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posted in February 2008

23 items
MIT researchers image fusion reaction
News & Analysis  
2/29/2008   Post a comment
Massachusetts Institute of Technology researchers have described a new method of imaging nuclear fusion reactions.
160-Gbit/second PCB bus goes optical
Product News  
2/28/2008   Post a comment
IBM Corp. described what it claims is the world's first optically-connected circuit board at the Optical Fiber Communication Conference in San Diego.
Silicon photonics goes mainstream
News & Analysis  
2/27/2008   Post a comment
Silicon photonics is ready for prime time, according to presenters at the Optical Fiber Communication Conference and Exposition.
MRAMs headed for orbit
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2/26/2008   Post a comment
MRAM technology is headed for orbit with the launch of SpriteSat by the Japan Aerospace Exploration Agency.
Silicon carbide ready for prime time
Product News  
2/25/2008   2 comments
NASA thinks silicon carbide is ready to replace silicon in circuitry that must withstand ultrahot temperatures--as high as 1,000 degrees F--or deliver ultrahigh power.
Nanoparticles could make hydrogen cheaper than gasoline
News & Analysis  
2/25/2008   9 comments
A start-up says its nanoparticle coatings could make hydrogen easy to produce at home from distilled water, and ultimately bring the cost of hydrogen fuel cells in line with that of fossil fuels.
Multimedia exhibit combines art, visualization technology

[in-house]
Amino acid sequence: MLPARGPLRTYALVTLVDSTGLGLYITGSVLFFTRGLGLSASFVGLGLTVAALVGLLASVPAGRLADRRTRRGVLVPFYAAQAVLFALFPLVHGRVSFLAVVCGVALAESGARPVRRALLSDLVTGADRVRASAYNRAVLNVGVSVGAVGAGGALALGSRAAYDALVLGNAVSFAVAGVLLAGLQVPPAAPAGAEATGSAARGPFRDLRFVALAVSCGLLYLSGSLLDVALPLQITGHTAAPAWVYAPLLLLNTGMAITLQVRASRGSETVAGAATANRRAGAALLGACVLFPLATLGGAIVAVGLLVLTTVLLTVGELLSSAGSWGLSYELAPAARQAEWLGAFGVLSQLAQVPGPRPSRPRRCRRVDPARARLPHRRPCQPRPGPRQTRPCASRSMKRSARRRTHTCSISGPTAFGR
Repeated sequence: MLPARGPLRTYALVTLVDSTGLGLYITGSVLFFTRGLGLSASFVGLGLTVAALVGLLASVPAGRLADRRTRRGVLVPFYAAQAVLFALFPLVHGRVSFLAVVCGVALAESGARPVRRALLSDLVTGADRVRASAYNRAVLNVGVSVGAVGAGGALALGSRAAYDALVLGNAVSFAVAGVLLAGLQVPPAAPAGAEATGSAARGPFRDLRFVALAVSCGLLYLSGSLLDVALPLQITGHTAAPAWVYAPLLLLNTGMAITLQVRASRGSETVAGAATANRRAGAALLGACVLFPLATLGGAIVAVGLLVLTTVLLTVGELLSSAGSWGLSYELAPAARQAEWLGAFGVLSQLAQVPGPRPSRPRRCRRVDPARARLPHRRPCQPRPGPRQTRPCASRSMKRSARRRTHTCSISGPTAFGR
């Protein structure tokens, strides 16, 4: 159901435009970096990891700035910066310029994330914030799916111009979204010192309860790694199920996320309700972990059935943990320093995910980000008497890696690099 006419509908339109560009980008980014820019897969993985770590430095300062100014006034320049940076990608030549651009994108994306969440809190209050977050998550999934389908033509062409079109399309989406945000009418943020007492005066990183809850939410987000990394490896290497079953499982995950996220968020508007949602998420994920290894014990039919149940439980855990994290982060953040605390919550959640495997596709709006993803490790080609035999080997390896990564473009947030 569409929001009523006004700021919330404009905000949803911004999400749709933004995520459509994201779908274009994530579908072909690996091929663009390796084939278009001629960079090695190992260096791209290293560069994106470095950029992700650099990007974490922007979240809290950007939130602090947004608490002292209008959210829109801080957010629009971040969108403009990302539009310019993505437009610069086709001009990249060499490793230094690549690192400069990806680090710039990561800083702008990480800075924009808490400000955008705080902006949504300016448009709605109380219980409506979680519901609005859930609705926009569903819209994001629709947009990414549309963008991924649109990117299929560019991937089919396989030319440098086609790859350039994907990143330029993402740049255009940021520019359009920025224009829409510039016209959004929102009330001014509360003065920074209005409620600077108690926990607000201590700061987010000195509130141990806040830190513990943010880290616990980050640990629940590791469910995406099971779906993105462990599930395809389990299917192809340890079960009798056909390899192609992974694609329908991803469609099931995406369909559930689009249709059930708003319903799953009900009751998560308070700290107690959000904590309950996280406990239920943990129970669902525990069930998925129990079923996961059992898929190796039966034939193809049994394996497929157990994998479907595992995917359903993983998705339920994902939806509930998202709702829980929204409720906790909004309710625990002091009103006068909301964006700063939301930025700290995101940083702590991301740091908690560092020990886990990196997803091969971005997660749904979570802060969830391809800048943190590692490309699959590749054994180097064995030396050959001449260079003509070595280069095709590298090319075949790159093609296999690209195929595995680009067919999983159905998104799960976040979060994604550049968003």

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2/22/2008   Post a comment
A multimedia exhibit at New York City's Museum of Modern Art presents visualization of Internet and voice traffic running over telecommunications networks between between New York and the cities of the world, as presented by Massachusetts Institute of Technology.
IBM unveils atomic memory advance
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2/22/2008   Post a comment
The first successful characterization of the force required to move magnetic atoms on a surface suggests that IBM's technique is a prelude to future bit-cells holding just a few atoms.
Power suit: Researcher weaves nanogenerators into fabrics
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2/20/2008   Post a comment
Clothing fabrics that generate electricity from the motion of wearing them have been described by researchers at the Georgia Institute of Technology.
Freescale remains top auto chip supplier
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2/19/2008   Post a comment
The world's biggest supplier of automotive processors remans Freescale Semiconductor Inc., which just shipped its 100 millionth Power Architecture microcontroller.
NEC fabs flexible nanotube transistors
News & Analysis  
2/19/2008   Post a comment
Green printing technology has enabled researchers at NEC Corp. to fabricate high-speed carbon nanotube transistors on inexpensive flexible polymer substrates.
IMEC tunes in to software defined radio
Product News  
2/15/2008   Post a comment
A software-defined-radio chip design capable of speeds in excess of 100 megabits per second (Mb/s) is available for licensing from the Interuniversity Microelectronics Center (IMEC; Leuven, Belgium).
Thin-films hold promise for implantable pharmacies-on-a-chip
News & Analysis  
2/15/2008   Post a comment